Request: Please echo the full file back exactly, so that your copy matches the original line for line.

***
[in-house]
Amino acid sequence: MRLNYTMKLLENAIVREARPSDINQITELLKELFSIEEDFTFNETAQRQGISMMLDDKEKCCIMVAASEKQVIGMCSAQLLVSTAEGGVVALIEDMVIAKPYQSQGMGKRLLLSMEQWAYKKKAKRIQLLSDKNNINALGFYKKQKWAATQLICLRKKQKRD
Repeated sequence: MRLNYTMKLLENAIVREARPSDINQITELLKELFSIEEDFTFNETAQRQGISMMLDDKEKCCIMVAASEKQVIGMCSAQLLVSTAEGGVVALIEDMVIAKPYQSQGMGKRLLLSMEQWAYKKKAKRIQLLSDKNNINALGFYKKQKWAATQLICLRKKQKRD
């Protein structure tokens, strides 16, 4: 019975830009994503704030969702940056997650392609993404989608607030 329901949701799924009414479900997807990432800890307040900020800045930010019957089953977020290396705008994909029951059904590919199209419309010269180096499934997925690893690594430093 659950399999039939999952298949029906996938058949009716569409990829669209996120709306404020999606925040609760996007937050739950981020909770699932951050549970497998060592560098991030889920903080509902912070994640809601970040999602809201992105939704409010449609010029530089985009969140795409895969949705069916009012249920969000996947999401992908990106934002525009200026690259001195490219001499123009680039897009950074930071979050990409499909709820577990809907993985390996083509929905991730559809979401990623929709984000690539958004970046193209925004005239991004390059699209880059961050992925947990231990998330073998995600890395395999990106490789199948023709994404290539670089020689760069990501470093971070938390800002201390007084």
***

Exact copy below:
[in-house]
Amino acid sequence: MRLNYTMKLLENAIVREARPSDINQITELLKELFSIEEDFTFNETAQRQGISMMLDDKEKCCIMVAASEKQVIGMCSAQLLVSTAEGGVVALIEDMVIAKPYQSQGMGKRLLLSMEQWAYKKKAKRIQLLSDKNNINALGFYKKQKWAATQLICLRKKQKRD
Repeated sequence: MRLNYTMKLLENAIVREARPSDINQITELLKELFSIEEDFTFNETAQRQGISMMLDDKEKCCIMVAASEKQVIGMCSAQLLVSTAEGGVVALIEDMVIAKPYQSQGMGKRLLLSMEQWAYKKKAKRIQLLSDKNNINALGFYKKQKWAATQLICLRKKQKRD
């Protein structure tokens, strides 16, 4: 019975830009994503704030969702940056997650392609993404989608607030 329901949701799924009414479900997807990432800890307040900020800045930010019957089953977020290396705008994909029951059904590919199209419309010269180096499934997925690893690594430093 659950399999039939999952298949029906996938058949009716569409990829669209996120709306404020999606925040609760996007937050739950981020909770699932951050549970497998060592560098991030889920903080509902912070994640809601970040999602809201992105939704409010449609010029530089985009969140795409895969949705069916009012249920969000996947999401992908990106934002525009200026690259001195490219001499123009680039897009950074930071979050990409499909709820577990809907993985390996083509929905991730559809979401990623929709984000690539958004970046193209925004005239991004390059699209880059961050992925947990231990998330073998995600890395395999990106490789199948023709994404290539670089020689760069990501470093971070938390800002201390007084």